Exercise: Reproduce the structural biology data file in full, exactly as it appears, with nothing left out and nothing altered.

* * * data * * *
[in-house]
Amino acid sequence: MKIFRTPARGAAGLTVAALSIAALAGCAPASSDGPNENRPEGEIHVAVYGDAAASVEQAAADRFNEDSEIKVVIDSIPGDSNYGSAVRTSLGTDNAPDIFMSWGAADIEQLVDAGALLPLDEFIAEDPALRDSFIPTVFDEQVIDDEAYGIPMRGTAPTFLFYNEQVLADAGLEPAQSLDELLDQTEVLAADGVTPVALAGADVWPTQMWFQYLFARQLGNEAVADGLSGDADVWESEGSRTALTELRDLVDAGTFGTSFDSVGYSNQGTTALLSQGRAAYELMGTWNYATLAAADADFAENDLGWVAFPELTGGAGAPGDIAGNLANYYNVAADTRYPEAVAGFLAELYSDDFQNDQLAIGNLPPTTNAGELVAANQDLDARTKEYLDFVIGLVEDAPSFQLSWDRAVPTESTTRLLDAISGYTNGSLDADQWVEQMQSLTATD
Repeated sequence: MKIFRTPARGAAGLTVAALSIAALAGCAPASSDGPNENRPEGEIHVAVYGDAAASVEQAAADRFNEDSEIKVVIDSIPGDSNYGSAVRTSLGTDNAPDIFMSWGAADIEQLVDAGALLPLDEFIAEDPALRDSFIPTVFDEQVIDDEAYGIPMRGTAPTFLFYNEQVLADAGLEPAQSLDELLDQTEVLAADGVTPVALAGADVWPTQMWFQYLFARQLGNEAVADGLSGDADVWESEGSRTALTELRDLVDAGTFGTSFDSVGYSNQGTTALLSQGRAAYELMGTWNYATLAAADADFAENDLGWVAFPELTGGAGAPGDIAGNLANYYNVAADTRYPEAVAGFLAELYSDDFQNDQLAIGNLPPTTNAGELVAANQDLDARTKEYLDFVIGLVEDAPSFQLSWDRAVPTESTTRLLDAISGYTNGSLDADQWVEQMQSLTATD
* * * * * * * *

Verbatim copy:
[in-house]
Amino acid sequence: MKIFRTPARGAAGLTVAALSIAALAGCAPASSDGPNENRPEGEIHVAVYGDAAASVEQAAADRFNEDSEIKVVIDSIPGDSNYGSAVRTSLGTDNAPDIFMSWGAADIEQLVDAGALLPLDEFIAEDPALRDSFIPTVFDEQVIDDEAYGIPMRGTAPTFLFYNEQVLADAGLEPAQSLDELLDQTEVLAADGVTPVALAGADVWPTQMWFQYLFARQLGNEAVADGLSGDADVWESEGSRTALTELRDLVDAGTFGTSFDSVGYSNQGTTALLSQGRAAYELMGTWNYATLAAADADFAENDLGWVAFPELTGGAGAPGDIAGNLANYYNVAADTRYPEAVAGFLAELYSDDFQNDQLAIGNLPPTTNAGELVAANQDLDARTKEYLDFVIGLVEDAPSFQLSWDRAVPTESTTRLLDAISGYTNGSLDADQWVEQMQSLTATD
Repeated sequence: MKIFRTPARGAAGLTVAALSIAALAGCAPASSDGPNENRPEGEIHVAVYGDAAASVEQAAADRFNEDSEIKVVIDSIPGDSNYGSAVRTSLGTDNAPDIFMSWGAADIEQLVDAGALLPLDEFIAEDPALRDSFIPTVFDEQVIDDEAYGIPMRGTAPTFLFYNEQVLADAGLEPAQSLDELLDQTEVLAADGVTPVALAGADVWPTQMWFQYLFARQLGNEAVADGLSGDADVWESEGSRTALTELRDLVDAGTFGTSFDSVGYSNQGTTALLSQGRAAYELMGTWNYATLAAADADFAENDLGWVAFPELTGGAGAPGDIAGNLANYYNVAADTRYPEAVAGFLAELYSDDFQNDQLAIGNLPPTTNAGELVAANQDLDARTKEYLDFVIGLVEDAPSFQLSWDRAVPTESTTRLLDAISGYTNGSLDADQWVEQMQSLTATD